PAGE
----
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Photographing or shooting video of fall foliage around the world has to be one of the most beautiful, overwhelming and exhilarating experiences you can have because your opportunities can be everywhere around you where the colors peak.

The initial key to getting quality images of fall foliage of deciduous trees and shrubs is to look for contrasts and brightness in the leaves. The short season for fall colors happens at different times in the northern hemisphere, from late September to December depending on a number of factors. Altitude and temperature are a factor.

In reality, the time of year leaves pop their color depends on the shortening night length, altitude and the end of the growth cycle of the trees and shrubs. Weather conditions that create a cold snap also assist the flow of carbohydrates and minerals to the leaves. This is when fall colors begin to show as the leaves become more dry and thus the leaves begin to burst into color and then just as quickly can begin to fall off.

Because of Climate Change and global warming, more and more fall foliage are being stressed too early and this puts pressure on the plants to survive to this stage. A growing period during summer, with good moisture and then a dry, cool sunny fall of warm days and cool but frostless nights are ideal weather conditions for the brightest colors in any given fall season. As long as there are no heavy winds or rains, the leaves should burst to their brightest as the nights lengthen and last for days.

Our cameras come out when Fall foliage is at its peak

That’s when our cameras come out and we are overwhelmed with the possibilities. Look for soft or bright light during the day, back lighting in morning and evenings give the leaves a glow from the sun through the leaves, and explore the contrast of reds, yellows and orange colors as each plant or tree goes through many stages and variations in tone and brightness. You will sometimes see a field of gold and a single cluster of red creating a contrast of colors that create great images.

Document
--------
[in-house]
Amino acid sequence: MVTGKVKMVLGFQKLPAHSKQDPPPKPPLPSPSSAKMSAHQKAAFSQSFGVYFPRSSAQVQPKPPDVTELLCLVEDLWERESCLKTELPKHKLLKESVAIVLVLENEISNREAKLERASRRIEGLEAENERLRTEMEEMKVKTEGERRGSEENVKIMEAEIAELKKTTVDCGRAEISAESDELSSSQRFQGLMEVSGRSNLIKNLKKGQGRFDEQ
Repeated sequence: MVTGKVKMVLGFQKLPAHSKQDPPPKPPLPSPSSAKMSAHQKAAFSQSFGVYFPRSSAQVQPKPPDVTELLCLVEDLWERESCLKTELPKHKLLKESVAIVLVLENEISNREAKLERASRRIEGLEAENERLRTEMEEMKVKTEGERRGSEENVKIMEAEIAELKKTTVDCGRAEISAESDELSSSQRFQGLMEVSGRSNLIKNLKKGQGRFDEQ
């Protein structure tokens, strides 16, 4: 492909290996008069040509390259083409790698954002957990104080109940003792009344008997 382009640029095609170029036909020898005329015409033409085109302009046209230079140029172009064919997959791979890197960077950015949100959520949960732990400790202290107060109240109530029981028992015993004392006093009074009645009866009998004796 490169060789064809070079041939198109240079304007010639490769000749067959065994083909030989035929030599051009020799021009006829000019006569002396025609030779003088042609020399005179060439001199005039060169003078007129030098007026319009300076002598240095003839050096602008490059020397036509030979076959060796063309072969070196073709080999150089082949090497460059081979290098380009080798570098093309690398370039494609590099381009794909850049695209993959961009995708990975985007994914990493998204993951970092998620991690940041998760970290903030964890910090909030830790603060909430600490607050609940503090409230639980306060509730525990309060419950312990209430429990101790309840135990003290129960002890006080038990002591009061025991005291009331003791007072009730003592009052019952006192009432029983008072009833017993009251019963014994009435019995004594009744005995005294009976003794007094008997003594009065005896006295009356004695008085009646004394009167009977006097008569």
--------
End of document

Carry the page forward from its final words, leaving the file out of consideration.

Don’t be afraid to shoot details, get close to the leaves, looking upwards and even down as the leaves fall to the ground or into streams and creeks and grab onto rocks. Fill your frame with the vibrancy of the colors.

Shoot with a tripod when light is low. Avoid too much sky in wide shots unless the clouds are spectacular too.

So pay attention to where the colors are expected to be each year near you, or if you are going to travel to the Rockies to shoot the Aspens, or Vermont to capture the Maples, don’t hesitate to call ahead and use the resources of the forest service, look at their websites as well as online sources like The Foliage Network. Finding fall colors is not an exact science so be flexible in your travel plans.

Finally, be aware that some areas can change from green, to color, to brown and then to barren in just a matter of days. Rain or snowfall can come in and remove the color very quickly so be prepared to get out there as soon as leaves head to turn to peak color… you may have anywhere from two days to two weeks, or just a few hours. Talk about an exhilarating opportunity indeed.

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